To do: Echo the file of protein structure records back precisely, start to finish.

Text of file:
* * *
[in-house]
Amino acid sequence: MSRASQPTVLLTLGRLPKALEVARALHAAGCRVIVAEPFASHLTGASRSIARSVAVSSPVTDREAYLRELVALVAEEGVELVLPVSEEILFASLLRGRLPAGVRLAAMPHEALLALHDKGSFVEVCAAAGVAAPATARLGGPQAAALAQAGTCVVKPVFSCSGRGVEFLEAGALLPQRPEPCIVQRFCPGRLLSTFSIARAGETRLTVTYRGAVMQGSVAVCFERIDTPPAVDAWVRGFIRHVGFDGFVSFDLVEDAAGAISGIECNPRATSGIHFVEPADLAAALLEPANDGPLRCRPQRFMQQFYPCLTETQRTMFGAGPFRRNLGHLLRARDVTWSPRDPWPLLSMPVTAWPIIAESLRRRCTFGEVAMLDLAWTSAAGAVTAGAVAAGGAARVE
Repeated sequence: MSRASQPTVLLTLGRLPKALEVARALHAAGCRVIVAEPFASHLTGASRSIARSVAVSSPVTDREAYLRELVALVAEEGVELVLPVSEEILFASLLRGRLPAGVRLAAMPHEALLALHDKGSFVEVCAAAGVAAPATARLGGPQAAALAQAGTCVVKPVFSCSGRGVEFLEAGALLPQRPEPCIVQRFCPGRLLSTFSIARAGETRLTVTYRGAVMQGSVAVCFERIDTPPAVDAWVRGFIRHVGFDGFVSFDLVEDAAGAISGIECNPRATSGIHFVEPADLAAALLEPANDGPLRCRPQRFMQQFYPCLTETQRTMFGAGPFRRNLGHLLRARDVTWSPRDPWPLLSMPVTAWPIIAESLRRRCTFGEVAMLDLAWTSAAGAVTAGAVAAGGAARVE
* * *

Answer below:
[in-house]
Amino acid sequence: MSRASQPTVLLTLGRLPKALEVARALHAAGCRVIVAEPFASHLTGASRSIARSVAVSSPVTDREAYLRELVALVAEEGVELVLPVSEEILFASLLRGRLPAGVRLAAMPHEALLALHDKGSFVEVCAAAGVAAPATARLGGPQAAALAQAGTCVVKPVFSCSGRGVEFLEAGALLPQRPEPCIVQRFCPGRLLSTFSIARAGETRLTVTYRGAVMQGSVAVCFERIDTPPAVDAWVRGFIRHVGFDGFVSFDLVEDAAGAISGIECNPRATSGIHFVEPADLAAALLEPANDGPLRCRPQRFMQQFYPCLTETQRTMFGAGPFRRNLGHLLRARDVTWSPRDPWPLLSMPVTAWPIIAESLRRRCTFGEVAMLDLAWTSAAGAVTAGAVAAGGAARVE
Repeated sequence: MSRASQPTVLLTLGRLPKALEVARALHAAGCRVIVAEPFASHLTGASRSIARSVAVSSPVTDREAYLRELVALVAEEGVELVLPVSEEILFASLLRGRLPAGVRLAAMPHEALLALHDKGSFVEVCAAAGVAAPATARLGGPQAAALAQAGTCVVKPVFSCSGRGVEFLEAGALLPQRPEPCIVQRFCPGRLLSTFSIARAGETRLTVTYRGAVMQGSVAVCFERIDTPPAVDAWVRGFIRHVGFDGFVSFDLVEDAAGAISGIECNPRATSGIHFVEPADLAAALLEPANDGPLRCRPQRFMQQFYPCLTETQRTMFGAGPFRRNLGHLLRARDVTWSPRDPWPLLSMPVTAWPIIAESLRRRCTFGEVAMLDLAWTSAAGAVTAGAVAAGGAARVE